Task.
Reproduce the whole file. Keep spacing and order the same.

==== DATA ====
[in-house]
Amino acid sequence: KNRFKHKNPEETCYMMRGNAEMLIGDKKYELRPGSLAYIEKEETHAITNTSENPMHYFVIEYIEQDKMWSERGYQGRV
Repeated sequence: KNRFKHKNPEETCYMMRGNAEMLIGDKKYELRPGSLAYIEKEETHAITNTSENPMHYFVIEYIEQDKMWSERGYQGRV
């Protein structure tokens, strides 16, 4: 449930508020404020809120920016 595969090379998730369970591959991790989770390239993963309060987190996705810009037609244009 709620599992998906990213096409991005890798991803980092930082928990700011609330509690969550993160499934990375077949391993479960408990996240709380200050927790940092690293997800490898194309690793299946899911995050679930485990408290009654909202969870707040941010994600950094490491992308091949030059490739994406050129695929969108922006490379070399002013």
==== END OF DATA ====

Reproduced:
[in-house]
Amino acid sequence: KNRFKHKNPEETCYMMRGNAEMLIGDKKYELRPGSLAYIEKEETHAITNTSENPMHYFVIEYIEQDKMWSERGYQGRV
Repeated sequence: KNRFKHKNPEETCYMMRGNAEMLIGDKKYELRPGSLAYIEKEETHAITNTSENPMHYFVIEYIEQDKMWSERGYQGRV
């Protein structure tokens, strides 16, 4: 449930508020404020809120920016 595969090379998730369970591959991790989770390239993963309060987190996705810009037609244009 709620599992998906990213096409991005890798991803980092930082928990700011609330509690969550993160499934990375077949391993479960408990996240709380200050927790940092690293997800490898194309690793299946899911995050679930485990408290009654909202969870707040941010994600950094490491992308091949030059490739994406050129695929969108922006490379070399002013």